29. It is on this basis that the Hiranandanis now claim that they are required by the order of the Division Bench to put up these 40/80 sq. mts. flats on Sector IV-A. Mr. Kapadia is at some pains to point out that the Hiranandanis have been candid enough to state that they are not required to build these additional buildings on Sector IV-A. Under the Tripartite Agreement, the Developers were bound to offer certain lands to the Central Government agencies i.e. Post and Telegraphic Department, MTNL and the Director General of Quality Assurances, Ministry of Defence. Except for MTNL which accepted only eight Ha of 31.8 ha offered to them, the other two departments failed to accept the offers within the prescribed time limit. Thus, a total of 42 hectares of the 50 hectares of the land offered to Central Government agencies lapsed and the land holders stood absolved of their obligations in that regard. The Developers were, therefore, entitled to use these lands in the same manner and to the same extent as the other lands in the PADS. Mr. Kapadia submits that this necessarily means that the Developers had available to them a huge area of 42 hectares (105 Acres), about 3.5 times the size of Sector IV-A, for compliance with the High Court order in the three PILs. This is reflected in a letter dated 22nd February 1990 from the Land Officer to the 2nd Defendant in his capacity as the constituted attorney of the land holders. In fairness, Mr. Chinoy accepts that excluding Sector IV-A and the space reserved for the Regulation Training Centre, there is sufficient space and area where constructions directed by the Division Bench in the three PILs can be erected.

30. As to the present position on site, Mr. Chinoy states that construction of the additional buildings has progressed to the stage of the foundations/basements/plinths (or perhaps now well beyond). Various agreements of sale have been executed in respect of apartment blocks in these buildings.

31. According to Mr. Kapadia, the layout plan of 4th July 2012 shows at least seven major variations. First, four additional buildings are proposed in spaces previously marked as RG (recreational ground) in the 2004 layout plan. Second, the RG spaces are now not contiguous but are splintered. Third, the aggregate size of the RG area is possibly different. Fourth, the common club house, meant for use of the Societies, has been deleted altogether. Fifth and most importantly, the permissible floor area on the basis of an FSI of 1.00 is shown as 124,135.54 sq. mts. Sixth, the permissible gross built up area (proposed) is now shown as 204,280 sq. mts. Seventh, this proposed gross built up area for the first time now includes FSI loaded on the plot by invoking development rights under DC Regulation 33, DC Regulation 34, slum FSI and fungible FSI: 0.33 is claimed as additional FSI aggregating to 36,902 sq. mts: 47% is claimed under DC Regulation 34, amounting to 12,764 sq. mts; 20% is claimed under slum FSI, aggregating to 20,331.75 sq. mts; and a fungible FSI of 17,437.02 sq. mts is also included. It is Mr. Kapadia’s case that this layout of 2012 was got approved by the Hiranandanis from the sanctioning authorities without the knowledge or consent of the Societies or any of their member-flat purchasers. This plan was never disclosed to them. At a minimum, the law requires full and complete disclosure, and informed consent. These changes, Mr. Kapadia says, reflect enormous increases in the aggregate FSI of Sector IV-A, especially in comparison to the layouts of 1994 and 2004.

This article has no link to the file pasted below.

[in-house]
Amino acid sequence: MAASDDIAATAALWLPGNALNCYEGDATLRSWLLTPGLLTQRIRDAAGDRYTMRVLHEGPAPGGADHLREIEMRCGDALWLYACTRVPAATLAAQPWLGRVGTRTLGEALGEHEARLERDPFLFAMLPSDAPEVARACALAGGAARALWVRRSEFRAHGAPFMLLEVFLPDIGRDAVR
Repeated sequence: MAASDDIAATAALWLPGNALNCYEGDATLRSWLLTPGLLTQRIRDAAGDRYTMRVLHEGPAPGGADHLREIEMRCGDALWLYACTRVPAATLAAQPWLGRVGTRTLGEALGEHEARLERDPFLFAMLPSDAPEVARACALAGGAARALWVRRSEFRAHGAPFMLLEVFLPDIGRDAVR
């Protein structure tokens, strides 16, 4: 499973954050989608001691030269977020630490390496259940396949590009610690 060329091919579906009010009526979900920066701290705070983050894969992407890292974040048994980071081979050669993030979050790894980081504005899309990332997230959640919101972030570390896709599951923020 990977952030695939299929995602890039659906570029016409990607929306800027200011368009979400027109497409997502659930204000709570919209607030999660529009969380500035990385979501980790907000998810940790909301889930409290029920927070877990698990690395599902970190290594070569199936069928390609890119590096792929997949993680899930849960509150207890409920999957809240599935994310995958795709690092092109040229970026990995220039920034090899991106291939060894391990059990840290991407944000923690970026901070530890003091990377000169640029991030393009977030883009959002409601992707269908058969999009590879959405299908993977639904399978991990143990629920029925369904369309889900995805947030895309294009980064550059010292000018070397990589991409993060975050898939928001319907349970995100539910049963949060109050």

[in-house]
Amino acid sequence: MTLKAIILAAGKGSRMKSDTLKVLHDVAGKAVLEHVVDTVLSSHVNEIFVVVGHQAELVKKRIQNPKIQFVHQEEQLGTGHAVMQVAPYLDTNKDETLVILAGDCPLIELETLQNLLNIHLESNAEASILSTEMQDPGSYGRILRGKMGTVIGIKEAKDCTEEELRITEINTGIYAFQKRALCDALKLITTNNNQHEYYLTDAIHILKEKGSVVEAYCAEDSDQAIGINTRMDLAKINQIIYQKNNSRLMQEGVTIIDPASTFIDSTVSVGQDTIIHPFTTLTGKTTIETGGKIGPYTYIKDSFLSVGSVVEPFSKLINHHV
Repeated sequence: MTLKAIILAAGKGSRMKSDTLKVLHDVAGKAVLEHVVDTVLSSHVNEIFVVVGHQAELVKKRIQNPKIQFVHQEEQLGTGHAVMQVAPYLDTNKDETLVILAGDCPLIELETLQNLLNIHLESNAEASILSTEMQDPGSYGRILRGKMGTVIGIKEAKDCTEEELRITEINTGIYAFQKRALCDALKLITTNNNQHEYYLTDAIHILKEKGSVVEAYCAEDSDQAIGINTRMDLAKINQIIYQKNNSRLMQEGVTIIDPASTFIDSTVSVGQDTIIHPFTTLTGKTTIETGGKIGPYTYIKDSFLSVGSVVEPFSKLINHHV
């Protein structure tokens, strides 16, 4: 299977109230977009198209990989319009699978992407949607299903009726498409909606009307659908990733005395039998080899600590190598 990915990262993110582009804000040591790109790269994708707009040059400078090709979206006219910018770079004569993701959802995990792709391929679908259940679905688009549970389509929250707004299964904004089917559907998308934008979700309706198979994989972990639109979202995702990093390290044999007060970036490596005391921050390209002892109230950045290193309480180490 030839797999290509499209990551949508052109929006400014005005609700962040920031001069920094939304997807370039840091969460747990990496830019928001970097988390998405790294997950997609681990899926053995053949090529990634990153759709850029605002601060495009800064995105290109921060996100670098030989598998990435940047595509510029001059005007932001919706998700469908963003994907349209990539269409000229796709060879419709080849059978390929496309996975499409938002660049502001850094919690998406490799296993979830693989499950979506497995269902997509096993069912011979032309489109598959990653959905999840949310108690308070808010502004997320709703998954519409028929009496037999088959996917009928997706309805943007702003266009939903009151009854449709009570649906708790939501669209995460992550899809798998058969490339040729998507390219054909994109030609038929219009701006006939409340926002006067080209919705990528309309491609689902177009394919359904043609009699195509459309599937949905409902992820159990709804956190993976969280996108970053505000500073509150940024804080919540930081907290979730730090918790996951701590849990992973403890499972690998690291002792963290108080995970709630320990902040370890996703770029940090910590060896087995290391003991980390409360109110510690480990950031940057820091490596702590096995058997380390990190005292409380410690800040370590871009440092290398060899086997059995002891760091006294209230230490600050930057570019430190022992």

32. As I have also noted, till late December 2012 there was correspondence between the Societies and the Developers. The Societies demanded the execution of a conveyance or lease in their favour. This demand was made with the response that no such conveyance or lease to be executed till the PADS was completed in its entirety.

33. On 31st January 2013, the 12th Defendant, Solitaire, the first building to be constructed, filed an application No. 112 of 2013 before the competent authority under the MOFA contending that there was a deemed conveyance in favour of that Defendant. This application was opposed by the Hiranandanis inter alia on the ground that no such conveyance or lease could be executed till the entire development, being done in phases, was complete. On 4th July 2013 the competent authority, i.e. the Deputy Registrar, rejected the 12th Defendant’s application. This suit was then filed on 30th July 2013. Affidavits in reply and rejoinder in relation to the application for ad-interim relies were filed in August of that year. A detailed Affidavit was filed on 24th October 2013. In the meantime the clarification, to which I have earlier referred, from the Division Bench hearing the PIL was sought.

34. On 30th August 2013, when directions were issued for the filing of Affidavits and for a listing of Notice of Motion for final hearing, this Court observed that any steps taken by the Defendants pertaining to the suit property would be subject to further orders passed by this Court. This order is of some significance. It has held the field till today. Evidently construction has been continuing apace. Given that I proposed to allow this Notice of Motion, I have very little doubt that the Societies will seek a restoration of the status quo ante i.e. not only restraining any further construction but directing the Hiranandanis to dismantle the work that they have done so far on the additional MIG buildings. I do not think it will be possible for me to pass so drastic an order at the interim stage.